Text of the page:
Recently I was visiting my parents-in-law with my children in the Midwest, and I discovered something about myself that I don't like to admit. The occasion for this revelation was the decision to go water skiing with my father-in-law, Don, and twelve-year-old son, Jesse. I have not gone water skiing in years, but I used to love it and be pretty good at it.
(clue #1 to what's wrong with men).
I decided to slalom (start with one ski) since that was what I used to do. After crashing and burning (or rather crashing and drowning) several times without getting up and having the handle wrenched out of my hand, I decided to humble myself and try two skis. At last I was able to get up and started to really enjoy zipping back and forth across the wake. My son was cheering and I was enjoying his pride in me.
Well, I enjoyed it for about five minutes until my forearm muscles that I hadn't used in years for much more than keyboarding started screaming for me to let go of the tow rope, and the wave of ache migrated up my arms, back and throughout the rest of my body. But, I was not willing to let go and suffer the shame of my own physical limitations and middle age body in front
of my father-in-law and especially my son.
I tried to subtly nod my head toward the dock where I thought I could gracefully stop this physical torture. My son was trying to interpret my feeble signals, but I was not willing to give the finger-across-the-neck (i.e. kill the engine) signal that would have signaled my defeat. Finally,
my son got the idea and they towed me back to the dock as I clung to the handle desperately. Finally, at the dock I let go in explosion of relief. Over the next week my hands clenched like the arthritic hands of a ninety year old, and I became a walking cripple as my chest and arms muscles went into spasm at the slightest exertion.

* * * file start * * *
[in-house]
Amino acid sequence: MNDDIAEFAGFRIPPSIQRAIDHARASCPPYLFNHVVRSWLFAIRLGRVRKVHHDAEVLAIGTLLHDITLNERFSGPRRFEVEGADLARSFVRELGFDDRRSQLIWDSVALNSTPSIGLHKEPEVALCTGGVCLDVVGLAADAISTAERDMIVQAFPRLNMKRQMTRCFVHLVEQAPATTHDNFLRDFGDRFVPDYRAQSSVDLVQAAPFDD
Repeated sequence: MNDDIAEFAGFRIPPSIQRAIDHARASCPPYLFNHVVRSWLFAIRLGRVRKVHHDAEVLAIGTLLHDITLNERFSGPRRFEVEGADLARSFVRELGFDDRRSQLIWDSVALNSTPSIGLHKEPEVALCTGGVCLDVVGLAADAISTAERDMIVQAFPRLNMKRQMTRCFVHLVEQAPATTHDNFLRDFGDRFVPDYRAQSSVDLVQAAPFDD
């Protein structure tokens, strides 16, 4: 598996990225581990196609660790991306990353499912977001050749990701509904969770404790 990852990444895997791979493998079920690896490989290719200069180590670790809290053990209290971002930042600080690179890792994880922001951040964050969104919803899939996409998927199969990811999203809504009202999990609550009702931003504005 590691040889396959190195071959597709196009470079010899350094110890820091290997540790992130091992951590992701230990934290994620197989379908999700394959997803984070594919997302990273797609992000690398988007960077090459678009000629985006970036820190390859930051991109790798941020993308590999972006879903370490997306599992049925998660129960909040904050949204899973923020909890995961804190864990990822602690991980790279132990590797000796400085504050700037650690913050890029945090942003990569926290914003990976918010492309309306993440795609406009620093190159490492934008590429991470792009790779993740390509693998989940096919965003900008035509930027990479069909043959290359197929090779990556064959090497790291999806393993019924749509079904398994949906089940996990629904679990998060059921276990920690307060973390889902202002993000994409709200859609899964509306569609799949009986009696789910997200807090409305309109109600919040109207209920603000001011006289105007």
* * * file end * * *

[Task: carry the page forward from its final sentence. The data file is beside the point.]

As I have told this story to other men--usually with a lot of humor about how much my breasts were sore--I heard numerous stories of men who finished sports games with broken bones or other tales of foolhardy heroism all to avoid the "shame of being lame." What is it about men that causes us to suffer any pain to avoid being seen as weak. I once edited a book with a
primatologist named Frans De Waal, one of the world's leading experts on apes. He told a story about an alpha male chimpanzee who was dying and was trying to hide his wounds in the jungle away from the rest of the group.
Periodically, he would come out from behind a tree, beat his chest, and show that he was still powerful, and then crawl back behind the tree to nurse his lethal wounds. I am sorry to admit that I understand this primate's motivation completely. Are his actions that different from the aging CEO who when I asked how he was feeling would always say, "Never better, never stronger," or the forty year old man who worries about his hair falling out (I finally decided against using propecia) or buys a sports car (I ultimately got a silver Passat with leather seat--given its safety rating, it was the car for the family man in midlife crisis).
After my last hoorah, my son tried to water ski. Despite several failed attempts, Jesse was unwilling to give up and finally on attempt number six, got up. We were cheering for him, and I could see the baton or tow-rope passing to another generation. I wondered whether he too inevitably would feel compelled to push himself beyond his limits to avoid the dreaded male
"shame of being lame." What if we could show our lameness to other men without shame? Certainly, I have tried to show my son where I struggle and to avoid shaming him when he struggles. I realized I was teaching him much more than water skiing. I was teaching him about how men respond to pain.Fortunately for him, when you are twelve, one's foolhardy heroism does not prevent one from brushing one's teeth or raising a glass for a week.